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Reading & Dyslexia

Approximately 80 percent of students with learning disabilities have been described as reading disabled. Resources within this section provide information and advice on what parents and educators can do to help students with LD gain reading skills.

There are 97 articles in this section.

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A Scientific Approach to Reading Instruction

The good news is that we have had a scientific breakthrough in our knowledge about the development of literacy. We know a great deal about how to address reading problems even before they begin...The tragedy is that we are not exploiting what we know about reducing the incidence of reading failure. Specifically, the instruction currently being provided to our children does not reflect what we know from research.

About Reading Disabilities, Learning Disabilities, and Reading Difficulties

Reading difficulties likely occur on a continuum, meaning that there is a wide range of students who experience reading difficulties. There are those students who are diagnosed with a learning disability. There is also an even larger group of students who do not have diagnoses but who need targeted reading assistance.

Adolescent Literacy and Older Students with Learning Disabilities

This report describes the adolescent literacy problem (grades 4 to 12), its consequences, and contributing factors. Guiding principles for assessment, instruction, and professional development, as well as recommendations for short-term and future consideration, are also addressed.

Adolescent Literacy: Where We Are - Where We Need to Go

A majority of federal funding for intervention programs is allocated to elementary schools, but happens when students still struggle in middle and high school? This article investigates why some adolescent readers need more assistance, and what should be done to help them.

Assistive Technology Tools: Reading

Learn about assistive technology tools — from audiobooks to variable-speed tape recorders — that help students with reading.

At Risk Students and the Study of Foreign Language in Schools

Studying a foreign language can be especially challenging for kids with oral and/or written language learning disabilities. The International Dyslexia Association looks at the kinds of problems students with both moderate and severe LD might manifest in foreign language classes, and lists some approaches teachers can employ to assist these learners.

Beginning Reading

Beginning Reading and Phonological Awareness for Students with Learning Disabilities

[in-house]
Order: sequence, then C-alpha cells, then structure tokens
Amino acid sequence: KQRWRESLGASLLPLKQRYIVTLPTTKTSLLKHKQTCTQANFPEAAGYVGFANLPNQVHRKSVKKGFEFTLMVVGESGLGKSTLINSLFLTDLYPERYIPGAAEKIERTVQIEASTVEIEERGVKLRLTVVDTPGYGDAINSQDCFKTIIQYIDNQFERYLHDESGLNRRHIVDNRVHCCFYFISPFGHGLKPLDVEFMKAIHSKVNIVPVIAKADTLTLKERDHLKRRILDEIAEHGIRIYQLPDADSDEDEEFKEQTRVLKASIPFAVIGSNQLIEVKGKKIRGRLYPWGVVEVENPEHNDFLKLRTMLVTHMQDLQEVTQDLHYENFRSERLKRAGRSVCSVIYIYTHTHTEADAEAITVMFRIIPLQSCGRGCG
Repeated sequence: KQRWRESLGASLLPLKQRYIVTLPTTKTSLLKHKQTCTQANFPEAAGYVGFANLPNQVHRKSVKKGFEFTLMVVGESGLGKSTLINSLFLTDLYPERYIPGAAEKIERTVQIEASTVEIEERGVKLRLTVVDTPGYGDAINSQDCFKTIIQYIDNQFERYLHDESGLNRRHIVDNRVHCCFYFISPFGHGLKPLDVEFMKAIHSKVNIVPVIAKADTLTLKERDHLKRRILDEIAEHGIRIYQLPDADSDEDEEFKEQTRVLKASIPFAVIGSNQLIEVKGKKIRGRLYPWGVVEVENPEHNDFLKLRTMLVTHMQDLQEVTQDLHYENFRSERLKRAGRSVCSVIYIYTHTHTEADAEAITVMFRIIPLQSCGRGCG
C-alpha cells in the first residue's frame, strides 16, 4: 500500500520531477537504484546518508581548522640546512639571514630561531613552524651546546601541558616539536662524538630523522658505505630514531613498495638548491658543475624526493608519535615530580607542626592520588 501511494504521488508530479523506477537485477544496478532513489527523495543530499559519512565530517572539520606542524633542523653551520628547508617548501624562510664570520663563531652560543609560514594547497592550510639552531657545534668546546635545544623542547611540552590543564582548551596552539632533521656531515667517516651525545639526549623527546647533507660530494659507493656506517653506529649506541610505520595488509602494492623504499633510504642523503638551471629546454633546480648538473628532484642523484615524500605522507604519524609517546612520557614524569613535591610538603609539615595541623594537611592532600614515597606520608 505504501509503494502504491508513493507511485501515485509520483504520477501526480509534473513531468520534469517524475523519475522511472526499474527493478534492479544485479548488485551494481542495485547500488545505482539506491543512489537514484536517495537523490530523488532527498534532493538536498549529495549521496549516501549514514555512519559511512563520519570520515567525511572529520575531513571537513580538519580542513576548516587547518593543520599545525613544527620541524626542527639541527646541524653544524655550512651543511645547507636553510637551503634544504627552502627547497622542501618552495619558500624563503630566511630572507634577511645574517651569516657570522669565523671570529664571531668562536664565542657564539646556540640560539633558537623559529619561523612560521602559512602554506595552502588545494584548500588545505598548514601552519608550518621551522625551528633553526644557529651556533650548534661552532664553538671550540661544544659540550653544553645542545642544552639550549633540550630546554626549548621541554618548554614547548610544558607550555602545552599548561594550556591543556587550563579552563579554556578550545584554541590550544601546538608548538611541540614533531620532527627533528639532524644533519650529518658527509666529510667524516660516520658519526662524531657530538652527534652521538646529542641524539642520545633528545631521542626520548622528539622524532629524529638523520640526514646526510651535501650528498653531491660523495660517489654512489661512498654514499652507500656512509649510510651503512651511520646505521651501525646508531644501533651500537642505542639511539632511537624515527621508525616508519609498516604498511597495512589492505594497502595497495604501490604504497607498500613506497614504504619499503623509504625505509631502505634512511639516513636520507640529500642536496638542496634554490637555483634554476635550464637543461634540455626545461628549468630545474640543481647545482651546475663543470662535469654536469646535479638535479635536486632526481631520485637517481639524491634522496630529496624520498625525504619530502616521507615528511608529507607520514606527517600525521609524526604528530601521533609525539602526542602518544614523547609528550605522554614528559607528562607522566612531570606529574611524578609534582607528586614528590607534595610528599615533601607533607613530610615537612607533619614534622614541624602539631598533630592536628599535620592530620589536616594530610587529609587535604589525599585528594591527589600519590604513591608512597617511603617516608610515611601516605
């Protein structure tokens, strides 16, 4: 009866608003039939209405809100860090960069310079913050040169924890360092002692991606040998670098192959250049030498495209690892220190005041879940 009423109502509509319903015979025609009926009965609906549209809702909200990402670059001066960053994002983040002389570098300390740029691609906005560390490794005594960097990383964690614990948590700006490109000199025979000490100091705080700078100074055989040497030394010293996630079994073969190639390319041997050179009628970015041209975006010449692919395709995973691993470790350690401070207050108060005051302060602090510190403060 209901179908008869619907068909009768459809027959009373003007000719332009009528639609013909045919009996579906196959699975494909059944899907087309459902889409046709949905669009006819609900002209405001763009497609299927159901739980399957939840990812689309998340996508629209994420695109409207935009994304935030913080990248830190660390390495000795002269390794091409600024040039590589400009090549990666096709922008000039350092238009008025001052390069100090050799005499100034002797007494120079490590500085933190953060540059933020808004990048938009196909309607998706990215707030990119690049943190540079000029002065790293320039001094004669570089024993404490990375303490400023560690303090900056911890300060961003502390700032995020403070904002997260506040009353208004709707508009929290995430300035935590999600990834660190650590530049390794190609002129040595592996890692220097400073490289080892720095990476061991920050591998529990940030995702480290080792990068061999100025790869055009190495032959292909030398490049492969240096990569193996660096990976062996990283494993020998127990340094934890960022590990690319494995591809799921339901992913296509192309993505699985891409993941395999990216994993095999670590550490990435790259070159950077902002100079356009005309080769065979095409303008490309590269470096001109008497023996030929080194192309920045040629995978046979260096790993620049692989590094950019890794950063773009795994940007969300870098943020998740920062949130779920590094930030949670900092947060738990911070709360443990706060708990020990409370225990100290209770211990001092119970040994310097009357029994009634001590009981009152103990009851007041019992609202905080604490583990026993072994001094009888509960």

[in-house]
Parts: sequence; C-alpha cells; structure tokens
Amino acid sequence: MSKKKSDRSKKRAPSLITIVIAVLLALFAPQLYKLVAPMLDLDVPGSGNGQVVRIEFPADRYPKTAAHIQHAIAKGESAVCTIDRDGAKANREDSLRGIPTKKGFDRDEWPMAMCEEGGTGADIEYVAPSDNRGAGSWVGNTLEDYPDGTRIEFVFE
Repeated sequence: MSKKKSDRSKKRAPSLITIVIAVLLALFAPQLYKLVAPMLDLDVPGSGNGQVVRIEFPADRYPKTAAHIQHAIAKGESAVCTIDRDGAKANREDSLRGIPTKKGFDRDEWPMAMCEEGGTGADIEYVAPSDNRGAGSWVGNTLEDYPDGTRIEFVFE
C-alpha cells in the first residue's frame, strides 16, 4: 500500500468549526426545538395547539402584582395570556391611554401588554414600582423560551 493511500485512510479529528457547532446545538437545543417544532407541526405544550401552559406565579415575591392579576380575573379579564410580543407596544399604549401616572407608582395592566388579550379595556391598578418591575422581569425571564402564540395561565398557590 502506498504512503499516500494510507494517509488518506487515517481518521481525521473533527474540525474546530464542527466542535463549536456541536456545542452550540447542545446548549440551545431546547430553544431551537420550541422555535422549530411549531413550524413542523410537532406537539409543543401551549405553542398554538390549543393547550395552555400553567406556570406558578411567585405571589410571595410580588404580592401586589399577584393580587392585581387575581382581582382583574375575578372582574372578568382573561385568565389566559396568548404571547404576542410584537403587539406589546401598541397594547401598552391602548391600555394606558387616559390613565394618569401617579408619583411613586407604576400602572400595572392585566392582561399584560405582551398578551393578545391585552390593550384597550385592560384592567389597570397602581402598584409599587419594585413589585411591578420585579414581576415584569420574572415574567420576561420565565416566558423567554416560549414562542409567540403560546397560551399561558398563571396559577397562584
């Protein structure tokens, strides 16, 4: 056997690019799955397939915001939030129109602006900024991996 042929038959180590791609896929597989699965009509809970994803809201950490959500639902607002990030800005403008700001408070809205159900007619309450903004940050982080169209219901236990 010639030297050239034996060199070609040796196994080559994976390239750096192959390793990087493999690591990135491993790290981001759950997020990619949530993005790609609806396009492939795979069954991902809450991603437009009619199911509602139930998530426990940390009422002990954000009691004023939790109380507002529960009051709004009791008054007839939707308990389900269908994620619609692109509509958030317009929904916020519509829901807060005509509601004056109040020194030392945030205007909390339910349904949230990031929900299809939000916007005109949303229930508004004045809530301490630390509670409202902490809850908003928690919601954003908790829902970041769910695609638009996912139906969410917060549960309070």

Biological Basis for Reading Disability Discovered

Bridging My Two Worlds

Jill Lauren's That's Like Me! is a book about 15 students with disabilities who face challenges in school but express their creativity and talents through hobbies. In the foreword, excerpted here, children's book illustrator Jerry Pinkney describes growing up with two personas: Jerry the gifted artist and Jerry the struggling reader.

Building Fluency: A Fundamental Foundational Skill

Learn about specific strategies you can use to differentiate instruction to help your students overcome fluency problems, as well technology tools that can support development of fluency skills.

Captioning to Support Literacy

Captions can provide struggling readers with additional print exposure, improving foundational reading skills. Presenting information in multiple ways can help address the diverse needs of learners in the classroom and engage students on multiple levels.

Celebrating Strengths and Talents of Children with Dyslexia: An Educational Model

Though children with dyslexia experience difficulties in processing the written language, they are often bright, creative, and talented individuals. Strengths may include mechanical aptitude, artistic ability, musical gifts, and athletic prowess. The dyslexic student may also evidence advanced social skills as well as talents in computer/technology, science, and math.

Children with LD as Emergent Readers: Bridging the Gap to Conventional Reading

For children at risk for reading failure, teachers can facilitate the exploration of emergent literacy elements, including phonological awareness, print awareness, narrative development, and early writing skills. This article provides specific activities and instructional techniques to help children develop emergent literacy elements.

Clues to Dyslexia from Second Grade On

The specific signs of dyslexia, both weaknesses and strengths, vary widely. Problems with oral language, decoding, fluency, spelling, and handwriting are addressed, as well as strengths in higher order thinking skills.

Clues to Dyslexia in Early Childhood

The earliest clues involve mostly spoken language. The very first clue to a language (and reading) problem may be delayed language. Once the child begins to speak, look for difficulties with rhyming, phonemic awareness, and the ability to read common one-syllable words.

Clues to Dyslexia in Young Adults and Adults

Learn about how the specific signs of dyslexia, both weaknesses and strengths, in any one individual will vary according to the age and educational level of that person.

Components of Effective Reading Instruction

There is no single “best” program for teaching reading. However, scientific investigators agree about the need for instruction to address certain key abilities involved in learning to read.

Connecting Word Meanings Through Semantic Mapping

Semantic maps (or graphic organizers) help students, especially struggling students and those with disabilities, to identify, understand, and recall the meaning of words they read in the text.

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